Indian Internet service providers have been asked to restrict access to certain websites and some mobile phone users have been blocked from sending SMS messages in bulk, after both channels were used to incite retaliation to bouts of local violence in the northeastern Assam state, PCWorld has reported.
At the government’s request, ISPs have blocked the public’s access to nearly 250 websites as mandated by their license rules, said Rajesh Chharia, president of Internet Service Providers Association of India.
In addition to the noted restrictions, some people have been charged by police with sending SMS messages threatening reprisals for recent violence between Muslims and indigenous groups in Assam, leading thousands of northeastern migrant workers to flee from the southern cities of Bangalore and Chennai out of fear of being targeted.
According to India’s Press Bureau, the country’s home minister Sushil Kumar Shinde accused “elements based in Pakistan” of taking advantage of social media technology to stir up anger among some Indian communities, a charge denied by Pakistani officials. There has been no evidence linking Pakistan to the content in question.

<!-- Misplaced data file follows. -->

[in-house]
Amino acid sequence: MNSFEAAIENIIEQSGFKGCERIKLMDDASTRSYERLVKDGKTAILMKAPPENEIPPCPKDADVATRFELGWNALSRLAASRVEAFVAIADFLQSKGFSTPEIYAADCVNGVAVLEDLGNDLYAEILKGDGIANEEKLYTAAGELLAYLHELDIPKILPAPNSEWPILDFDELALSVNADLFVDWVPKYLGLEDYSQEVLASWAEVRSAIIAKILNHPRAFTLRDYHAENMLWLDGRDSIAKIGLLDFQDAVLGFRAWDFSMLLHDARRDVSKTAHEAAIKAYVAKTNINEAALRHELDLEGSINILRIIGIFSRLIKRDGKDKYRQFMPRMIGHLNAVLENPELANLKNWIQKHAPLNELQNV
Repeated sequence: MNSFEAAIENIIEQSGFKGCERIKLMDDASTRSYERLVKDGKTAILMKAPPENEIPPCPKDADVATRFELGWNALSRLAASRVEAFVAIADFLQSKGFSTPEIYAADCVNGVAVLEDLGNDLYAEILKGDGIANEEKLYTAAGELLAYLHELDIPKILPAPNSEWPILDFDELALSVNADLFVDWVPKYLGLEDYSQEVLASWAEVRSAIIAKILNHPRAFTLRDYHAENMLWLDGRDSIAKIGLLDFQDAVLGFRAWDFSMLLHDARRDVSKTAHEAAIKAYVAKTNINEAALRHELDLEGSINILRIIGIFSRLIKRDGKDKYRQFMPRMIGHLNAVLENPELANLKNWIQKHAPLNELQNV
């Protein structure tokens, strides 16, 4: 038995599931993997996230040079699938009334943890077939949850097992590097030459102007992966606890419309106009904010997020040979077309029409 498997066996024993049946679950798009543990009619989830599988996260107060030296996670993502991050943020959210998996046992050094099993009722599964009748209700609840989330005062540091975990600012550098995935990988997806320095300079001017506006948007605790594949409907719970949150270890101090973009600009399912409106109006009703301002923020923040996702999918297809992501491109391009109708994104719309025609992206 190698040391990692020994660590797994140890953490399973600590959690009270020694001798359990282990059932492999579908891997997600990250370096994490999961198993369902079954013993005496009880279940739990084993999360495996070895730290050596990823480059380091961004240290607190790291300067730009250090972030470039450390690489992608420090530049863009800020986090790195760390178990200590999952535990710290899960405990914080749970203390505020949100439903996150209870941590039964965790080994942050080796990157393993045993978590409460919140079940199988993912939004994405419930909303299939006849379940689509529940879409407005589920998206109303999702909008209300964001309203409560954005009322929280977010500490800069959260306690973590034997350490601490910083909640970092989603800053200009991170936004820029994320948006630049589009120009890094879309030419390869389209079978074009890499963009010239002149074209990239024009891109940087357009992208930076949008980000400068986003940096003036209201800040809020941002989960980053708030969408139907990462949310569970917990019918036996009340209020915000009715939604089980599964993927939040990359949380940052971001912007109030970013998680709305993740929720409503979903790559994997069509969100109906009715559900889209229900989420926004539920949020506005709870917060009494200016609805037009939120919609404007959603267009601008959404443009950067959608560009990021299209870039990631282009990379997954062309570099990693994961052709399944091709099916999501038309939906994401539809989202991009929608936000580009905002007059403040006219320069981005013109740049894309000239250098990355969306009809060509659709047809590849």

Social networks and media-sharing sites like Facebook, Twitter, and YouTube were also asked by India’s Ministry of IT and Communications to remove “inflammatory and hateful” content hosted on their websites.
“We comply with valid legal requests from authorities wherever possible, consistent with our longstanding policy," said Google, adding that it quickly removes prohibited content from YouTube.
India’s particular politics aside, the practice of blocking public access to Internet and mobile technologies has far-reaching implications, especially given the frequency with which governments across North Africa and the Middle East looked to enact blocks on mobile data and SMS messages to quell popular uprisings in those regions.